Saturday, June 20

Birdhouse


THE KIND OF sky that doesn’t encourage people down the zoo, and upon our entry the first faint drops of rain starting to fall, the coldest. First visit since a biology trip in sixth form, twelve years ago, and I am not the same human anymore, but a completely different one. The zoo is on the edge of C—, set in a ripple of hills. A large fence runs around its perimeter, with green tufts peeping out over the top, and one cranes their neck as their car drives past, hoping to see a macaque or two. It was my favourite place, where my love for animals – born from my love for dinosaurs – solidified into experiences of wonder. One year I had a birthday there; an occasion spent providing a stand for birds of prey, feeding the sea lions with fish from a bucket, smiling happily, my favourite place. I always wanted other children to feel for the zoo what I did, that same joy and awe. Not until I visited some zoos in another country did my infant mind begin to recoil at the thought of captive animals; for until then I had thought that every zoo was of the standard of C—’s.
I was excited for the trip and my mother packed a picnic. My mother, me, my middle-brother’s partner, my niece, and then, at the last moment, my youngest brother. Memories returned as I walked back into the park. Twelve years but still recognisable. And that smell! the smell of animals.
As it was lunchtime already, we found a table and ate. My mother and I shared a small bottle of wine. There were pork pies, ham, bread, brie, tomatoes, chicken wings, cheddar, with strawberries and cherries for dessert. ‘Let’s eat this,’ I said—‘And get a move on. I want to see some animals.’ I took my niece to see some mangabey monkeys; I pointed while she pressed her feet against the glass. I showed her some lions and then some mice. The lions would have eaten her so easy, but they reclined in the half-sun and yawned many times. The meerkats were a pleasure to see, a large family of them, playing & digging in the dirt. There were new arrivals in amongst them, small & fragile with thin limbs, scampering about the adults and exercising their energy.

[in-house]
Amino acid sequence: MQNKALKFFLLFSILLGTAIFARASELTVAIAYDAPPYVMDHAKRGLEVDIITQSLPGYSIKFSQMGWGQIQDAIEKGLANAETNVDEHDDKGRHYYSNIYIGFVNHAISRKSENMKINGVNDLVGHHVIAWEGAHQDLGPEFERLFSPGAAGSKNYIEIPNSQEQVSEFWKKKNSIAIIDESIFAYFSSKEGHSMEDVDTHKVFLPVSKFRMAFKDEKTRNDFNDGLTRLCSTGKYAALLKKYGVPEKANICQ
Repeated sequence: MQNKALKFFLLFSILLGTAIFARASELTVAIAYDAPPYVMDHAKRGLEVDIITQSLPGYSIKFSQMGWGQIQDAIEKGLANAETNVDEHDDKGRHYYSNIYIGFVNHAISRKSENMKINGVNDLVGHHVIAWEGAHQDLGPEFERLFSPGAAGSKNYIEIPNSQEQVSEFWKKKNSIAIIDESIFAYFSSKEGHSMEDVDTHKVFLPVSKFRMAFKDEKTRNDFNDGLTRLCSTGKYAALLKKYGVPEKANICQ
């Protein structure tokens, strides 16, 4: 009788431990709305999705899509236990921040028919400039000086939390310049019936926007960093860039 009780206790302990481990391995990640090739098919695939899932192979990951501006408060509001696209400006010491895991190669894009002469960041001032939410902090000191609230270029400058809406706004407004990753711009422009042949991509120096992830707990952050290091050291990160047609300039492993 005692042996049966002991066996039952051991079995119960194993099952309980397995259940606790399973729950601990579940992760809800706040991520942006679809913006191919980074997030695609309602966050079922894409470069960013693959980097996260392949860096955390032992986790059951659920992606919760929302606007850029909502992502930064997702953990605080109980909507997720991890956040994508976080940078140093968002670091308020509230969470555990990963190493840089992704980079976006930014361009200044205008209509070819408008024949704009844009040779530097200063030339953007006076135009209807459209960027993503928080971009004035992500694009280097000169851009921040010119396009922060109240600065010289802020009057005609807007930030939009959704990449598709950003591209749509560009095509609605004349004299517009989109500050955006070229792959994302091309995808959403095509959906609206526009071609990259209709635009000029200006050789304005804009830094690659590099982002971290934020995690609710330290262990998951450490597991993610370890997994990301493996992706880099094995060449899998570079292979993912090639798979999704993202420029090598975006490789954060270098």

Essex families walked about, vulgar & honest, a race unto themselves. The zoo was hilly so that one was always either going up or down. Children were called, pulled on a lead, controlled, quietened, screaming, staring with amazement at the animals – and the latter the most good to witness, so that I smiled at them and fell in love with childhood again.
Just the four of us walked into a birdhouse. There were many special plants about, a fine mist in the air. A pond was in the middle of the room and running water could be heard. At the top of it all, were the call of birds. Sweet, high, chirping noises pitting through the air, until the first exclamation of—‘There’s one!’ They were beautiful things, colourful, Australian rainbow birds. Confidently they ignored the presence of us humans and busied themselves with their social follies. Not in the slightest did they mind us approaching them, but preened and whistled. So we stood there watching them, my niece most interested and cautious as their wings fluttered. My brother called us to one alone, on the other side of the birdhouse, that was not fleeing from him and was close enough to touch. He tried to touch the bird—‘No, leave it alone!’ I told him. Why was it not enough to witness the beauty, but always to want to touch it? We took our time walking around the birdhouse and not another soul entering, but the birds calling & calling, their startling bursts of colour hanging from everywhere. On the way out my mother paused and pointed out—‘Look! …’ She indicated a plaque on the wall. On it was the name of her neighbour, of whom I am also familiar. The zoo was thanking him for his adoption of the birds, dedicated in loving memory to his wife. My mother recognised the date the plaque was made—‘That was the day after she died.’ It seemed interesting to me that a man would visit the zoo the day after his wife had died. Then I wondered what the birds had meant to him and to her. No doubt you would consider an adoption with care, choosing a particular animal that possessed some resonance for you. And, that love! that love! How quickly a life had been ended by her breast cancer, and yet how the love had not died, but carried on, one being loving another, done but not gone. I imagined a kind of love like that for myself. I had never thought much of my old neighbour before, him very slowly walking up & down the road with his wife & his dog (both of whom had died within a year of each other), but, as we exited the birdhouse and left the calls behind, I thought something of him I had not before, and regarded him with a respectful envy I had not previously experienced.


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